The Hound of the Baskervilles
Terence Fisher’s The Hound of the Baskervilles (1959) smells of fine liquor, wooden pipes, old cologne, and wet. It’s a Sherlock Holmes movie that feels like a Sherlock Holmes movie, that feels like the novels Sir Arthur Conan Doyle wrote with such consideration to atmospheric detail. Witty and intrepid, the film captures the jaunty spirit of its source and brings an involving adventure to the screen. A rollicking good time it is, and we have Fisher, his screenwriter (the dramatically able Peter Bryan), and their perfectly cast team of actors to thank.
This time around, Holmes and his loyal Watson are respectively played by Peter Cushing and André Morell, whose chemistry prospers simply because both actors understand the people they’re playing with immaculate specificity. In the film, the deadly duo is hired by Dr. Richard Mortimer (Francis De Wolff) to investigate the recent death of Sir Charles Baskerville, an aristocrat whose demise could very easily be linked to the infamous “curse” of Baskerville hall.
As the legend goes, a bloodthirsty supernatural hound stalks the moors of the property and is willing to kill anyone with a reason to be outside the manor’s walls during the darkest hours of the night. History has proven that nearly all heirs to the Baskerville fortune have met an end greeted by a murderous growl, a ruthless lunge, and a lightning quick sinking of fangs into the neck.
So Mortimer, in addition to being suspicious of the circumstances surrounding his friend’s fate, also wants Holmes and Watson to serve as protectors of sorts to Sir Henry Baskerville (Christopher Lee, in a rare heroic turn), who plans to move into Baskerville hall promptly. Certain that the capacity for foul play is lurking about the premises, Holmes and Watson probe the case and eventually comes to the conclusion that much more than history repeating itself is in place. But who’s involved, and why they’re involved, is the ever elusive question.
And the snooping is gripping — The Hound of the Baskervilles is a dusty treasure chest we’re eager to break the shiny gold locks off. The story itself is over a century old and yet feels fresh in Fisher and co’s hands. They link the novel’s old-fashioned appeal to the artistic flourishes consistently found in the films made by the movie’s production company, Hammer Films. Which means that its colors are expressive, its ambience is baroque, and its tone, while strictly imitating that of an analytical whodunit, transitions beautifully between the clinicality that comes with dignified chatter and the creaky horrors that stay in sync with Hammer’s stylistic tendencies.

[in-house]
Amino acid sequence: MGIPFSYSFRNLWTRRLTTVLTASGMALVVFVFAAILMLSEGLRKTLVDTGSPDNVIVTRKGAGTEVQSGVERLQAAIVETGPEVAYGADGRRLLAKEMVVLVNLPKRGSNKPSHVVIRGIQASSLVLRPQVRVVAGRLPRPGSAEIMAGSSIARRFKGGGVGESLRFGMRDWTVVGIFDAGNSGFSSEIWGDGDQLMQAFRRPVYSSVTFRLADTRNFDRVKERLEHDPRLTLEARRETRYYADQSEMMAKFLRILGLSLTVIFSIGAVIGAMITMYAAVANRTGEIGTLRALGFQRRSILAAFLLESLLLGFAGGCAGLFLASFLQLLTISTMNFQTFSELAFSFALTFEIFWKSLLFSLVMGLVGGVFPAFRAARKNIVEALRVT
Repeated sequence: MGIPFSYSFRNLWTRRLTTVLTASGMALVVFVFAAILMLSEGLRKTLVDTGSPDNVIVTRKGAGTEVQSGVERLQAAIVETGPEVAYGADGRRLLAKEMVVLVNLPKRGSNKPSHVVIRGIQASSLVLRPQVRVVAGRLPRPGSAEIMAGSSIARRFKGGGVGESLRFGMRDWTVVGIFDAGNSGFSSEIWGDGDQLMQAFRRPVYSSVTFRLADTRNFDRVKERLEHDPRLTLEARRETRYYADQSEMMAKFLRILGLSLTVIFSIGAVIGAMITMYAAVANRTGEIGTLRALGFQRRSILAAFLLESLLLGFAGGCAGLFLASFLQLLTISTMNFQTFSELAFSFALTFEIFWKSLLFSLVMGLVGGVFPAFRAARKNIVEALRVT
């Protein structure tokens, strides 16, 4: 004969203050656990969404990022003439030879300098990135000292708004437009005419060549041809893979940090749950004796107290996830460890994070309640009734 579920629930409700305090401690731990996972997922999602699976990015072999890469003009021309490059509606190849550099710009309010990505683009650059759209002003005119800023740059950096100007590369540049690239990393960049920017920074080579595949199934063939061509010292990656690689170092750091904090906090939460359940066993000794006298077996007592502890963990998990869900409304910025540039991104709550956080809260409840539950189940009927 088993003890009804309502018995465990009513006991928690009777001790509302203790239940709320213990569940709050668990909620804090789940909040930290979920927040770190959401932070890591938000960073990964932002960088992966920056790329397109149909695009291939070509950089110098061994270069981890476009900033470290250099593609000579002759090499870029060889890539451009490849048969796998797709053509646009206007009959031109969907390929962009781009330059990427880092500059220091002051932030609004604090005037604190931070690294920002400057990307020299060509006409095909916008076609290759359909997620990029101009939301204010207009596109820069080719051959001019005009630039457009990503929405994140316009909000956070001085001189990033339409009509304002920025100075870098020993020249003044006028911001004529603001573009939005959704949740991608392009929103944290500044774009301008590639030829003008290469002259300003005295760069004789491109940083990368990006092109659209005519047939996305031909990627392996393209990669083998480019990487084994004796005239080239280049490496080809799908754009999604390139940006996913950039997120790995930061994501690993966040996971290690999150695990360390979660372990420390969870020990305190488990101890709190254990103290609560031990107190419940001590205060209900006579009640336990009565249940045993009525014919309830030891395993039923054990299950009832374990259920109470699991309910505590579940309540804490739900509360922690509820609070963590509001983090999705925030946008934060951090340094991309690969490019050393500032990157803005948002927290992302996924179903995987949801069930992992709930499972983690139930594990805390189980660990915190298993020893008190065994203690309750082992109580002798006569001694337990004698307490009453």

Much of The Hound of the Baskervilles’s effectiveness, too, relies colossally on its inspired casting. Cushing, brilliant, relishes his every line — every word that comes out of his mouth slices, and every movement he makes intimidates (despite being delivered by a rather skinny frame). Whereas Morell (also superb) quietly observes, making smart quips or smirking accusations when need be, Cushing goes for the throat, unafraid of proving that his Holmes is inarguably the smartest person in the room.
Even Lee, Count Dracula himself, shines in a role with the potential to be rote. His being cast against type is a bold move that pays off. Because we’re so accustomed to fearing him, his dark eyes and foreboding presence enough to threaten with even the quickest of a glance, it only makes sense that he play a would-be hero that we still find ourselves not completely trusting. He fits Holmes’s firm belief that everyone, no matter their standing in the investigation, is a suspect perfectly, grooming the notion to its full effect.
Its spotlessly conceived components working together efficiently, the film makes the Sherlock Holmes movie into a tuneful symphony. The Hound of the Baskervilles, dank, mysterious, and, most importantly, exciting, is a force that reminds us why its ageless central figure has continued to capture the attention of the public in the decades following his original conception so strongly. A must. A-